Event-driven workflows with AWS Lambda

Christopher White
The Prefect Blog
Published in
3 min readOct 28, 2019


One of Prefect Cloud’s major features is an expressive GraphQL API. You can query, filter, and sort for any information about your workflows, from run histories to internal DAG structures. You can also take actions via GraphQL mutations. This post provides a walkthrough of setting up an AWS Lambda function for triggering Prefect Cloud flow runs using the Cloud GraphQL API.

If you want to dive right in, all code from this post is available in this public GitHub repository.

The basic setup

Suppose we want to run an ETL job anytime new data lands in one of our S3 buckets in AWS. Instead of setting up a long-running polling process to watch for changes, we can instead create an AWS Lambda function which is called anytime a PUT event occurs on the bucket. (This scenario is merely one of many that could justify an AWS Lambda, and nothing we present here is unique to this particular trigger!)

Setting this up is as simple as:

  • creating a new Lambda function with Python 3.6 runtime
  • setting the appropriate trigger event
  • copy / pasting the following code snippet for your Lambda function code:
Template for an AWS Lambda function which triggers Prefect Cloud flow runs; code available at https://github.com/cicdw/prefect-cloud-lambda

The only configuration required for this to start working immediately are the following three environment variables:

  • PREFECT__FLOW_ID: the ID of the Flow you wish to run with each event
  • PREFECT__CLOUD__API: the API URL for Prefect Cloud (https://api.prefect.io)
  • PREFECT__CLOUD__AUTH_TOKEN: a Prefect Cloud API token


Depending on the nature of the triggering event and the workflow, Prefect allows you to take this much further than simply creating a Flow Run.


Prefect allows for parametrized workflows as a first-class pattern. Parameters are a special type of task whose output can be specified at runtime (this pattern is supported because Prefect allows for data to be exchanged between tasks). The only requirement for parameters is that their output be JSON serializable objects. In our current context, we might want to send information about the triggering event as a parameter to our Prefect flow. For example, this would allow us to have a single flow that could process information coming from many different buckets — simply provide the bucket name as a parameter!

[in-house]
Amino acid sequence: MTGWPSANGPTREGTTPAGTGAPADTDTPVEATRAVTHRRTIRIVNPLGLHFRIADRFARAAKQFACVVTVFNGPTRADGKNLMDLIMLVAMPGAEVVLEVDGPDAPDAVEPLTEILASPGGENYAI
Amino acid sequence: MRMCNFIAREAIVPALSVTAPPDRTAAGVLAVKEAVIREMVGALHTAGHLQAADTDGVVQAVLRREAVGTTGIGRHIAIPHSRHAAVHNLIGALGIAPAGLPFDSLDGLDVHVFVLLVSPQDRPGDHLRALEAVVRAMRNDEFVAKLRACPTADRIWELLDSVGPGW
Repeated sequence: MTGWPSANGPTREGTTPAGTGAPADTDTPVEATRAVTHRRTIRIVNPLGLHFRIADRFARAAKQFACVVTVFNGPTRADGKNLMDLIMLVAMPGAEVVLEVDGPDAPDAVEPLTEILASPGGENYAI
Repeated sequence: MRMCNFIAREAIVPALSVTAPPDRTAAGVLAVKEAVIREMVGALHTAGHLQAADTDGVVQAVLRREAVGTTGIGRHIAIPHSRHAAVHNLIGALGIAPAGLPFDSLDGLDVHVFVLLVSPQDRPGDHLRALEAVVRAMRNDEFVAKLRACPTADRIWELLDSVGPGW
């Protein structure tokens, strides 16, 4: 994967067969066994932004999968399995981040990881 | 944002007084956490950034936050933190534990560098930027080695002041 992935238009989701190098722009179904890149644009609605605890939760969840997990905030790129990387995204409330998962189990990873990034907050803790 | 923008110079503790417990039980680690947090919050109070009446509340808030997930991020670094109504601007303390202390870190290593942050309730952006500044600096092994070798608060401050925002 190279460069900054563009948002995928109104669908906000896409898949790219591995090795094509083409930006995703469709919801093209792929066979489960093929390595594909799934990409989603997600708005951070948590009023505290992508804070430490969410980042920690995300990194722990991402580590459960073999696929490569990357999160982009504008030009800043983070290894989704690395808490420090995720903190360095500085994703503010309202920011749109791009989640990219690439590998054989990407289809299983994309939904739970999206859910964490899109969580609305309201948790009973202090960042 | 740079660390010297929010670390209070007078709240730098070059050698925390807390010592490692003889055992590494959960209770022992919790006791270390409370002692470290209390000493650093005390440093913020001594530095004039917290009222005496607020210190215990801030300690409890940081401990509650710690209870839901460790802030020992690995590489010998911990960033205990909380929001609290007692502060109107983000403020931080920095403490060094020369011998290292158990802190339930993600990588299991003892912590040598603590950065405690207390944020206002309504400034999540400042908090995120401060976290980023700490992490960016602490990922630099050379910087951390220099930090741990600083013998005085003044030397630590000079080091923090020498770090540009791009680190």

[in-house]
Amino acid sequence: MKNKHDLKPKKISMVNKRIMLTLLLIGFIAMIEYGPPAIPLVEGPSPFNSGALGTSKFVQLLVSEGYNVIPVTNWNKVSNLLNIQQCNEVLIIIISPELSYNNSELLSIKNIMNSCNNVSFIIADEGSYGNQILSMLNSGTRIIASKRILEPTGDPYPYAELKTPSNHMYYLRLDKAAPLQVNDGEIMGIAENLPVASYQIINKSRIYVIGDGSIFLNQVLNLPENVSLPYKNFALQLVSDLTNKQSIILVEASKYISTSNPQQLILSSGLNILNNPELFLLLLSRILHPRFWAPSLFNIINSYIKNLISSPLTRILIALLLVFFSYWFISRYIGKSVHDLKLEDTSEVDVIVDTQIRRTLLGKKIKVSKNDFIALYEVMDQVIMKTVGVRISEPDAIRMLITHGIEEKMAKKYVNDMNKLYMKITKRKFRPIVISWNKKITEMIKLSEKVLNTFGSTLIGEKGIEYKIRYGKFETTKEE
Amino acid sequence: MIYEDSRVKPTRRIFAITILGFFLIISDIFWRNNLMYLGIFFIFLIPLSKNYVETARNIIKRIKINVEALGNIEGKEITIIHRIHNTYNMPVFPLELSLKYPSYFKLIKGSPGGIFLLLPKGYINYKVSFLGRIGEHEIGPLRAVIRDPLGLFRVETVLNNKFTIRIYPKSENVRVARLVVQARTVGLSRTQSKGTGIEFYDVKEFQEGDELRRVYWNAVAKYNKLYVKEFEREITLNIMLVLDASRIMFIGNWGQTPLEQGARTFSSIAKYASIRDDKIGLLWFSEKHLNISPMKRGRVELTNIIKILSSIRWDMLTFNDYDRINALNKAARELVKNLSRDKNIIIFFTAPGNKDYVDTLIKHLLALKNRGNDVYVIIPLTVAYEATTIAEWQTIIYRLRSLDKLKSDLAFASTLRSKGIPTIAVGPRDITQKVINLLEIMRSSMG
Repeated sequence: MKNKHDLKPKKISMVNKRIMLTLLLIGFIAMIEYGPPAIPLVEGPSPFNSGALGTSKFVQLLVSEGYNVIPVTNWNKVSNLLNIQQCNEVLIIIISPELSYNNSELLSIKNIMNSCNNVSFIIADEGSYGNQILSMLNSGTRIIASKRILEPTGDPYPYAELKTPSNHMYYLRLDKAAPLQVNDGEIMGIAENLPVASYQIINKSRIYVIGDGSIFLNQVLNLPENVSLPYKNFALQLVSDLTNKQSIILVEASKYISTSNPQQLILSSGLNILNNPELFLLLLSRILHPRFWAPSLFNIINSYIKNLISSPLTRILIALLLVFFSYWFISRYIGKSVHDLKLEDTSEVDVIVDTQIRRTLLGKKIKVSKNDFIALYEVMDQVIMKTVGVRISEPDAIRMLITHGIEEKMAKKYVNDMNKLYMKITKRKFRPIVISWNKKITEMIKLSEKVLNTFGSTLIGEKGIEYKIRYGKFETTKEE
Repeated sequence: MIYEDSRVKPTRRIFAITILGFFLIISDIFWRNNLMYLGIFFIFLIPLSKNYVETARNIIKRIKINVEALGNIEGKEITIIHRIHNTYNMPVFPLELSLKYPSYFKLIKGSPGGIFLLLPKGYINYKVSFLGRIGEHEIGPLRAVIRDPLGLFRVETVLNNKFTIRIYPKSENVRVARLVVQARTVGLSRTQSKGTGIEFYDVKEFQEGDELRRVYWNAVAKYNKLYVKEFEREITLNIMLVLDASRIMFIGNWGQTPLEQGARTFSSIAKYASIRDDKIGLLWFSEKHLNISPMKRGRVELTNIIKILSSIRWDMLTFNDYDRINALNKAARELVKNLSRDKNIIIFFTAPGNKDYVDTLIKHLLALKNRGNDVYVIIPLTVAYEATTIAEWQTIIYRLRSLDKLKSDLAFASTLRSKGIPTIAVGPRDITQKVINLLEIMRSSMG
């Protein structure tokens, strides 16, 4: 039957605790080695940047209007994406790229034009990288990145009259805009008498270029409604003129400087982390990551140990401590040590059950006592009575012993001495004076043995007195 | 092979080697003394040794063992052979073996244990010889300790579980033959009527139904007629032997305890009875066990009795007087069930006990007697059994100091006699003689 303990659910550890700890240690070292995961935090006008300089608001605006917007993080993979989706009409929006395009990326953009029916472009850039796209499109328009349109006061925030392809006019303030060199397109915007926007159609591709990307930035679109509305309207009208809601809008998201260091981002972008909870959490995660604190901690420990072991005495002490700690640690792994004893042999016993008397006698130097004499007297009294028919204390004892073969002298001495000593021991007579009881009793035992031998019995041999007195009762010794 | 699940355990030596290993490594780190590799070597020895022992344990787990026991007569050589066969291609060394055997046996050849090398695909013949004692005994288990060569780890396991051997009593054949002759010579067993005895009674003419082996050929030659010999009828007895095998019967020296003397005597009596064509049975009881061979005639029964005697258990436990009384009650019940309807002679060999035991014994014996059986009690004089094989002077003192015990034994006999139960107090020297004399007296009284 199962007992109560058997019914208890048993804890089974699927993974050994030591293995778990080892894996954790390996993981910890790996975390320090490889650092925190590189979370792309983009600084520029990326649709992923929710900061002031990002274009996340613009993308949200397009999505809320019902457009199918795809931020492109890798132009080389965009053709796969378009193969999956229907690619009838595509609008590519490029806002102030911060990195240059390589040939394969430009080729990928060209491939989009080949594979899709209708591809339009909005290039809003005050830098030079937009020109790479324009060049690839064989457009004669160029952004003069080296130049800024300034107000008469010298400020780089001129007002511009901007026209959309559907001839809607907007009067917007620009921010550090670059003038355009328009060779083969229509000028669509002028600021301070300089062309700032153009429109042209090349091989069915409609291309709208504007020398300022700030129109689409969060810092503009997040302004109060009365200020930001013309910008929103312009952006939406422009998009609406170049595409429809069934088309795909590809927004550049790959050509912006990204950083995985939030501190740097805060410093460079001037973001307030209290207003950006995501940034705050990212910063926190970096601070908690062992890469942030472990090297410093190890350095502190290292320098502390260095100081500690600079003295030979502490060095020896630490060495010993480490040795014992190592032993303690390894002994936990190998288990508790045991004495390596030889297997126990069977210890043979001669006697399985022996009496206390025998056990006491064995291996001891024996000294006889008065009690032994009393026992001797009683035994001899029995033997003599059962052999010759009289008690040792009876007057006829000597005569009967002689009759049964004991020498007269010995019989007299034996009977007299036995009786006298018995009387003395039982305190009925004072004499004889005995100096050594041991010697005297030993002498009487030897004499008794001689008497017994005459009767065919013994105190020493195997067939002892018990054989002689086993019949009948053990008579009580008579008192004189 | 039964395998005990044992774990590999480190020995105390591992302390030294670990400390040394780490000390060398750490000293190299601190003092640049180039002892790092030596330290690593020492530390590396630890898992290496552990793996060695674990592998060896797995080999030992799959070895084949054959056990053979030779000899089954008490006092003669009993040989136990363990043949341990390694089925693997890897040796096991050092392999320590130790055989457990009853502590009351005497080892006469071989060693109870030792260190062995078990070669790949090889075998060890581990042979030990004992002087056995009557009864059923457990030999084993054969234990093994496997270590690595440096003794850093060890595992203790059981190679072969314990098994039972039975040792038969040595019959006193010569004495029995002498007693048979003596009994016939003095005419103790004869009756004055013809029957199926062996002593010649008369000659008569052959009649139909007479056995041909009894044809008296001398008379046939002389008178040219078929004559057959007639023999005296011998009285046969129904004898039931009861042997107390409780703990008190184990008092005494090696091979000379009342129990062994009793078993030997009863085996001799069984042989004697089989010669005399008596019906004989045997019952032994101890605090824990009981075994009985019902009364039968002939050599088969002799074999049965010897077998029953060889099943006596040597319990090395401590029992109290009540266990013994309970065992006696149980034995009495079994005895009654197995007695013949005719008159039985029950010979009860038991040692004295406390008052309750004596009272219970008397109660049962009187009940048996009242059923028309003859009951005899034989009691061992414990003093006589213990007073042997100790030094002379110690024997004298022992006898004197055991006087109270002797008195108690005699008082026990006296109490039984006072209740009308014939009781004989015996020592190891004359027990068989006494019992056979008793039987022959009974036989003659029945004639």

Example of altering the GraphQL inputs to pass parameters

Idempotency keys

There are situations in which we expect an event to result in multiple, duplicated triggers. For example, perhaps we have a flow that responds to any and all actions performed on an S3 bucket and we want to consider groups of actions which occur in a short timeframe as a single triggering event. Prefect allows for users to hedge against this scenario through the use of “idempotency keys” on flow runs. When provided, Prefect ensures that one and only one run is created per key. Just as with parameters, providing an idempotency key is simple:

Example of altering the GraphQL inputs to pass an idempotency key

Flexible Start Times

When creating ad-hoc flow runs, there is no requirement that your flow should begin immediately. Users can create ad-hoc runs far in the future if their use case requires it. To do so, simply provide your desired scheduled start time as an ISO formatted timestamp:

Example of altering the GraphQL inputs to pass an altered start time


Here we have presented all of the pieces users need for triggering workflows in Prefect Cloud through AWS Lambda. As you can see, this is as simple as making an authenticated POST request to the Cloud GraphQL API — anywhere you can make such a request can serve as a trigger for Cloud flow runs!